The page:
Reference address :

ELPENOR - Home of the Greek Word

Three Millennia of Greek Literature
Constantinople Home Page  

Please note that Mommsen uses the AUC chronology (Ab Urbe Condita), i.e. from the founding of the City of Rome. You can use this reference table to have the B.C. dates


V. The Establishment of the Military Monarchy

From: The History of Rome, by Theodor Mommsen
Translated with the sanction of the author by William Purdie Dickson

The History of Old Rome

Chapter II - Rule of the Sullan Restoration


Icon of the Christ and New Testament Reader

» Contents of this Chapter

Page 29

The Romans Defeated at Chalcedon

This blockade, however, was so far a favourable event for the Romans, as, if Cotta detained the Pontic army before Chalcedon and Lucullus proceeded also thither, the whole Roman forces might unite at Chalcedon and compel the decision of arms there rather than in the distant and impassable region of Pontus. Lucullus did take the route for Chalcedon; but Cotta, with the view of executing a great feat at his own hand before the arrival of his colleague, ordered his admiral Publius Rutilius Nudus to make a sally, which not only ended in a bloody defeat of the Romans, but also enabled the Pontic force to attack the harbour, to break the chain which closed it, and to burn all the Roman vessels of war which were there, nearly seventy in number.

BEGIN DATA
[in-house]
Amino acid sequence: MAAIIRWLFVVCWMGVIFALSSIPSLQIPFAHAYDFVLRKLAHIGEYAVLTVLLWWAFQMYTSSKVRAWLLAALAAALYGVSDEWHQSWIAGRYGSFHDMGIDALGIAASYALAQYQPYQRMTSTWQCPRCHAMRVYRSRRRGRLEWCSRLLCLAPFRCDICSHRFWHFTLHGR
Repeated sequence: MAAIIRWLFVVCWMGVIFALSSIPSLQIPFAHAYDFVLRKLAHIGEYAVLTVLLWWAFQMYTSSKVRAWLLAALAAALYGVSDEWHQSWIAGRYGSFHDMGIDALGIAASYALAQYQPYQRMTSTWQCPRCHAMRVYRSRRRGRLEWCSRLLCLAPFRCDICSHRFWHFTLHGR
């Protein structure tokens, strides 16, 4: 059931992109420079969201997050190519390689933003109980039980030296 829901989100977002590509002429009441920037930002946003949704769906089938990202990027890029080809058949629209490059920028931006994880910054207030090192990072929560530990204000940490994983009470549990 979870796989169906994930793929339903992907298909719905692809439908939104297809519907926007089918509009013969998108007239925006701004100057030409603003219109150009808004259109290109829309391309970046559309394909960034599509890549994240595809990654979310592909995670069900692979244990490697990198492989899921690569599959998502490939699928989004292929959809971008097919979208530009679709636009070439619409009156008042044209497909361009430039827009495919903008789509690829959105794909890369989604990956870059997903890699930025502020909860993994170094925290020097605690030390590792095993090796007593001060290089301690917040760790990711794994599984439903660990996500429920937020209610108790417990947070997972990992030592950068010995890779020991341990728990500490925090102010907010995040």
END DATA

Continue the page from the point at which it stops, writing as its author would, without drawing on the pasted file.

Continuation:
On the news of these misfortunes reaching Lucullus at the river Sangarius, he accelerated his march to the great discontent of his soldiers, in whose opinion Cotta was of no moment, and who would far rather have plundered an undefended country than have taught their comrades to conquer. His arrival made up in part for the misfortunes sustained: the king raised the siege of Chalcedon, but did not retreat to Pontus; he went southward into the old Roman province, where he spread his army along the Propontis and the Hellespont, occupied Lampsacus, and began to besiege the large and wealthy town of Cyzicus. He thus entangled himself more and more deeply in the blind alley which he had chosen to enter, instead of--which alone promised success for him--bringing the wide distances into play against the Romans.

Previous / First / Next Page of this Chapter

Do you see any typos or other mistakes? Please let us know and correct them

The History of Old Rome: Contents ||| The Medieval West | The Making of Europe | Constantinople Home Page

Three Millennia of Greek Literature

Receive updates :

Learned Freeware

Reference address :